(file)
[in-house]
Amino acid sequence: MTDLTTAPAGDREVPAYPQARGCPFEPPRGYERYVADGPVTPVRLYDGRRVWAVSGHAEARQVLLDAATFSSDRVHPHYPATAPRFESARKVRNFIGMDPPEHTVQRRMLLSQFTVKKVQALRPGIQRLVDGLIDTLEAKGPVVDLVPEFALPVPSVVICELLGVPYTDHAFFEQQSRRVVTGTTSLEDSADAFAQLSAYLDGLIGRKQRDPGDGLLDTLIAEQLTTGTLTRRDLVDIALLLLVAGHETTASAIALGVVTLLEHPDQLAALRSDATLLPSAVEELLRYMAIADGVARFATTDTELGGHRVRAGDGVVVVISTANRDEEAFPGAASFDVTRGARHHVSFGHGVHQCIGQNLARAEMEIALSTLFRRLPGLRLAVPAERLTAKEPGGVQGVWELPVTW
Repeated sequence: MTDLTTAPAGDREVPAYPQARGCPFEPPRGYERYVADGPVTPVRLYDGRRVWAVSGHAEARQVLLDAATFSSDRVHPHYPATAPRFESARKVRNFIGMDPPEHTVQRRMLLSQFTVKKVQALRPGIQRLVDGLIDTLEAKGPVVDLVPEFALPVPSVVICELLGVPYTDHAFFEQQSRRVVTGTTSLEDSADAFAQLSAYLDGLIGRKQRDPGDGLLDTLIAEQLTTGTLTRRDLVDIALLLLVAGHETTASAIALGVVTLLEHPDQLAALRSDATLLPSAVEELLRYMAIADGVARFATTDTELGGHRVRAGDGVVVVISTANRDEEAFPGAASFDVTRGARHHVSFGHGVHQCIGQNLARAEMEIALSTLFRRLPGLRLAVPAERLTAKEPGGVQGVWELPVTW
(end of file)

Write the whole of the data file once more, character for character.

[in-house]
Amino acid sequence: MTDLTTAPAGDREVPAYPQARGCPFEPPRGYERYVADGPVTPVRLYDGRRVWAVSGHAEARQVLLDAATFSSDRVHPHYPATAPRFESARKVRNFIGMDPPEHTVQRRMLLSQFTVKKVQALRPGIQRLVDGLIDTLEAKGPVVDLVPEFALPVPSVVICELLGVPYTDHAFFEQQSRRVVTGTTSLEDSADAFAQLSAYLDGLIGRKQRDPGDGLLDTLIAEQLTTGTLTRRDLVDIALLLLVAGHETTASAIALGVVTLLEHPDQLAALRSDATLLPSAVEELLRYMAIADGVARFATTDTELGGHRVRAGDGVVVVISTANRDEEAFPGAASFDVTRGARHHVSFGHGVHQCIGQNLARAEMEIALSTLFRRLPGLRLAVPAERLTAKEPGGVQGVWELPVTW
Repeated sequence: MTDLTTAPAGDREVPAYPQARGCPFEPPRGYERYVADGPVTPVRLYDGRRVWAVSGHAEARQVLLDAATFSSDRVHPHYPATAPRFESARKVRNFIGMDPPEHTVQRRMLLSQFTVKKVQALRPGIQRLVDGLIDTLEAKGPVVDLVPEFALPVPSVVICELLGVPYTDHAFFEQQSRRVVTGTTSLEDSADAFAQLSAYLDGLIGRKQRDPGDGLLDTLIAEQLTTGTLTRRDLVDIALLLLVAGHETTASAIALGVVTLLEHPDQLAALRSDATLLPSAVEELLRYMAIADGVARFATTDTELGGHRVRAGDGVVVVISTANRDEEAFPGAASFDVTRGARHHVSFGHGVHQCIGQNLARAEMEIALSTLFRRLPGLRLAVPAERLTAKEPGGVQGVWELPVTW